TESOL Journal Editor Search: Call for Applications

Deadline: 1 October 201​7

​The TESOL Board of Directors invites applications and nominations for the position of editor of TESOL Journal (TJ). The editor serves a four-year term: one year as associate to the current editor and the following three years as editor. The new editor’s associate year begins in January 2018, and concludes with the December 2021 issue. Although the editorship has traditionally been held by one person, the Board also welcomes applications from two editors to function as co-editors. In the latter case, the two potential co-editors need to submit their joint application. The new editor must be a TESOL member in good standing throughout his or her term.

About TESOL Journal

TJ is a refereed, practitioner-oriented electronic journal based on current theory and research in the field of TESOL. It is a forum for second and foreign language educators at all levels to engage in the ways that research and theorizing can inform, shape, and ground teaching practices and perspectives. Articles enable an active and vibrant professional dialogue about research- and theory-based practices as well as practice-oriented theorizing and research.

About ​the Position

The TJ editor will implement journal policy within the mission and financial parameters established by the TESOL Board of Directors. The editor is responsible for acquiring and publishing material that meets the needs and interests of the TESOL membership. TESOL, through Wiley, will provide the editor with a managing editor, who will manage copyediting and production. For this position, the editor receives an honorarium of US$8,000 per year (US$2000 per issue, split if co-editors are chosen) during the three-year term (excluding the first year as associate editor for which he or she is unpaid), along with reimbursement of some expenses to attend the TESOL International Convention & English Language Expo. The editor’s institution will be required to sign a Statement of Institutional Support providing, at a minimum, release time, some travel expenses, office expenses (usually for communication, mailing, office supplies), and graduate student assistance.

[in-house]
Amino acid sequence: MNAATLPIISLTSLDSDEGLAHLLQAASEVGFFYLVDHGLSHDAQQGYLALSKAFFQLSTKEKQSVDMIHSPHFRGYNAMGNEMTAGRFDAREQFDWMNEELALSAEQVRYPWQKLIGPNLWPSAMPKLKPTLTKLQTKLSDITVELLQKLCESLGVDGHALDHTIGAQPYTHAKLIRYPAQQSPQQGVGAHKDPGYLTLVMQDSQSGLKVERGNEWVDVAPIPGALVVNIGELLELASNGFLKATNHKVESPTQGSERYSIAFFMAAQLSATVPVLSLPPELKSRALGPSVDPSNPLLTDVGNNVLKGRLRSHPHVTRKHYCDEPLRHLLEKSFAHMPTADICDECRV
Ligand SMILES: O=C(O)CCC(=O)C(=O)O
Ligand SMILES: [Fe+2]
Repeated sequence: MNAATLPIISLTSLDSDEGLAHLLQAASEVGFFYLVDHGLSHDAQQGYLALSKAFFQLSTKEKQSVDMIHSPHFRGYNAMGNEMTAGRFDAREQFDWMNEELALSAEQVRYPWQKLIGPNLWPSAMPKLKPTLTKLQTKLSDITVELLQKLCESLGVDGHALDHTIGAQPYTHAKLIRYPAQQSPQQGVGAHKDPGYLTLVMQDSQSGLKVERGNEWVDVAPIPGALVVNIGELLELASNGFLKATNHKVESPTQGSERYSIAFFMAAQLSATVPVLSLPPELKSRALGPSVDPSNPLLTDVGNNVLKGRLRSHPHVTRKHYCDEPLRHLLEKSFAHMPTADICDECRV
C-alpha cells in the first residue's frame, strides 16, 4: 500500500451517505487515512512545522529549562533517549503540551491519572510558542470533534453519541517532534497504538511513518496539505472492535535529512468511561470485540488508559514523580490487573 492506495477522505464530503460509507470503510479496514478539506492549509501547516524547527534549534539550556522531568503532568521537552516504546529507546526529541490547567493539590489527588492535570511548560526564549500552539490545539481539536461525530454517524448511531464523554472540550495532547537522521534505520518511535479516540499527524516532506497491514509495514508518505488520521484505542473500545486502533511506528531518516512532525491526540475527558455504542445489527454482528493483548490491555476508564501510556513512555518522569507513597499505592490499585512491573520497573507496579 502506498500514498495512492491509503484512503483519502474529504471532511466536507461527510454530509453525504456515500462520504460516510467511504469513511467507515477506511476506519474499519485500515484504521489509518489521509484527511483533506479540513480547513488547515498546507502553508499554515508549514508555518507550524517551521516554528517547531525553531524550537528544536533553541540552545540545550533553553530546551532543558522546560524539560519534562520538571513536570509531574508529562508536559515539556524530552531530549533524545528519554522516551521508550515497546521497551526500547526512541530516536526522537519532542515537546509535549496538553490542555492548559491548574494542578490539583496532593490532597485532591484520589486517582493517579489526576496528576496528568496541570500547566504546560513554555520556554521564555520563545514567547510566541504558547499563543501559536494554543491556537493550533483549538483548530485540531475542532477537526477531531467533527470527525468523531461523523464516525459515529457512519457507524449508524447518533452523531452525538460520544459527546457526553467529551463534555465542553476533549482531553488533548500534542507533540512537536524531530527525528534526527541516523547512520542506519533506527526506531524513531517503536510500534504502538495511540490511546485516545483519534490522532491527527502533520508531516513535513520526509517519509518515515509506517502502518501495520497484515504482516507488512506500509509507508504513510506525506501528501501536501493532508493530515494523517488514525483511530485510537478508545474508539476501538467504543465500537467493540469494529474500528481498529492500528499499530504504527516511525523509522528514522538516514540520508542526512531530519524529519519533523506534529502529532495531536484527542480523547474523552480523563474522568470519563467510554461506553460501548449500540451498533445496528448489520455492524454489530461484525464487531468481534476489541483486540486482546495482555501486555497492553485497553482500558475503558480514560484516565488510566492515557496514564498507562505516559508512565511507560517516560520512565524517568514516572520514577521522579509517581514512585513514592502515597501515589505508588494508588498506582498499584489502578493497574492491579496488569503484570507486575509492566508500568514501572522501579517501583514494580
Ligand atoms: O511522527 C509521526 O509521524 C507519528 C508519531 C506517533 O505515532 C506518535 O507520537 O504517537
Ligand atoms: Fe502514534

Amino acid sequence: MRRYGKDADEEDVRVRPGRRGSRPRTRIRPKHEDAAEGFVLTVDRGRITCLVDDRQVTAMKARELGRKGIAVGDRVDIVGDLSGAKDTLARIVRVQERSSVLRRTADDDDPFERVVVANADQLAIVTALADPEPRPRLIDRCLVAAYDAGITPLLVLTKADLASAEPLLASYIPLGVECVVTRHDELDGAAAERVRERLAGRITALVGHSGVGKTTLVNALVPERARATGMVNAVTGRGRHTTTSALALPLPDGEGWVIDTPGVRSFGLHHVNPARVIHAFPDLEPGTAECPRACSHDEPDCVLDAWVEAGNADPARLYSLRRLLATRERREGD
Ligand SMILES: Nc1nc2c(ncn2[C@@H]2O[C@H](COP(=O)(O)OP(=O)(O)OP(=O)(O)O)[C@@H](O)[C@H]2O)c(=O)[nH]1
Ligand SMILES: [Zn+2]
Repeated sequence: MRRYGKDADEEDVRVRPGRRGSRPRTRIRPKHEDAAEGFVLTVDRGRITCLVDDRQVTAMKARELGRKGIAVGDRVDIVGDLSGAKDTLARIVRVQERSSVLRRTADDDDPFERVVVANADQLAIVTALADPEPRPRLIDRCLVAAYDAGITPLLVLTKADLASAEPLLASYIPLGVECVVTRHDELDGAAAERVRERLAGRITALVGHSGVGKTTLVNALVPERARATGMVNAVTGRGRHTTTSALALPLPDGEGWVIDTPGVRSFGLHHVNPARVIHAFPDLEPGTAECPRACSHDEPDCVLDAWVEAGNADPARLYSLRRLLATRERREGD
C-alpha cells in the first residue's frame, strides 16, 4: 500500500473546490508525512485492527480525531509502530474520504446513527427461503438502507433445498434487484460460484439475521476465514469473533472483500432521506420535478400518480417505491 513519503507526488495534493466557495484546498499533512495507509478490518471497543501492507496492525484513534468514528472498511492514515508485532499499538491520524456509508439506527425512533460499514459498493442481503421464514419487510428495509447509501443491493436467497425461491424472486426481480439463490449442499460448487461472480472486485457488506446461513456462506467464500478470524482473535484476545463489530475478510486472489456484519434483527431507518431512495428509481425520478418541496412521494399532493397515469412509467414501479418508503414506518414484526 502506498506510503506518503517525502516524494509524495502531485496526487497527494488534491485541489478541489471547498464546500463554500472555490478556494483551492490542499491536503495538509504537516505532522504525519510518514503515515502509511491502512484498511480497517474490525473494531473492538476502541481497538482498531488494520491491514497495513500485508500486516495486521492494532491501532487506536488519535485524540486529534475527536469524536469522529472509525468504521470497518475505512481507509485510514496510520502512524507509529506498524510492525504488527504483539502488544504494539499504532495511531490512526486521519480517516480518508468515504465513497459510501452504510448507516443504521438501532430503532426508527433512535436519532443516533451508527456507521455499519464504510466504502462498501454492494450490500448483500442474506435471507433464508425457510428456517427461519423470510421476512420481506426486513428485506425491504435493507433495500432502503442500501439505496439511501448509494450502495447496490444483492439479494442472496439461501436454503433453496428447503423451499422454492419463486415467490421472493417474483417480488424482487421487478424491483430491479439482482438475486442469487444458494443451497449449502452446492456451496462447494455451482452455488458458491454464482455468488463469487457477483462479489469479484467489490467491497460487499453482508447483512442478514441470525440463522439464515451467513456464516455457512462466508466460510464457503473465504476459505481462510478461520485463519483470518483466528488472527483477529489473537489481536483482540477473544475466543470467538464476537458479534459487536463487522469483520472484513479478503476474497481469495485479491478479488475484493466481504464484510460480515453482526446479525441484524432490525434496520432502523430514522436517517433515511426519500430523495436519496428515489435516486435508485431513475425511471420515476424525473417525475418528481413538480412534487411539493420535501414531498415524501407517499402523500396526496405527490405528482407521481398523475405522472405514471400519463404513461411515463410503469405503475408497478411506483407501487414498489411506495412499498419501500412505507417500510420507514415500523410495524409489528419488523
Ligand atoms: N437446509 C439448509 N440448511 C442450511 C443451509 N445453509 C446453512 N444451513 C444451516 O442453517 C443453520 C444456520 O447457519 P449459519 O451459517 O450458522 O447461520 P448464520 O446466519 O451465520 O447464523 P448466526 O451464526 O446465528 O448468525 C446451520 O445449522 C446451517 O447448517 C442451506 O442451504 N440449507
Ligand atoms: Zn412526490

The Search Process

The search process has three phases:

  • Phase 1: Applicants submit a letter of application, curriculum vitae, and the names, titles, and contact information (including e-mail) of three references who can evaluate the applicant’s editorial abilities. The application deadline is 1 October 2017, though earlier applications are strongly encouraged. All applications must be submitted via e-mail to Andy Gao, Search Team Chair, atxuesong.gao@unsw.edu.

  • Phase 2: Short-listed applicants will be notified by 1 November 2017 to respond to a questionnaire concerning their editorial experience.

  • Phase 3: The search team interviews finalists, who will complete brief editorial tasks.
TESOL seeks individuals with a broad perspective on the profession, proven organizational abilities, and a deep understanding of the possible intersections of TESOL research and classroom practice.  Applicants should ensure that they have adequate time to handle the work of the journal without compromising their responsibilities in their salaried positions.

The search team is particularly interested in receiving applications from TESOL members in good standing who
  • have a recognized teaching and publication record
  • have an established record of editorial work
  • have basic proficiency with word-processing applications (e.g., MS Word) and online submission systems, such as Scholar One
  • are committed to the further development of the mission of the association and the publication
  • can reconceptualize aspects of the publication in response to membership survey information, and
  • can demonstrate potential for institutional support.
For more information, please contact Andy Gao.

TESOL Journal Editor Responsibilities

Acquisitions

  • to fulfill the vision and mandate set by the Board of Directors
  • to oversee the acquisition of manuscripts as appropriate
  • to review and maintain guidelines for contributors that are specific enough to invite quality manuscripts that address TJ’s mission
  • to appoint an Editorial Advisory Board (EAB) and departmental/section editors as needed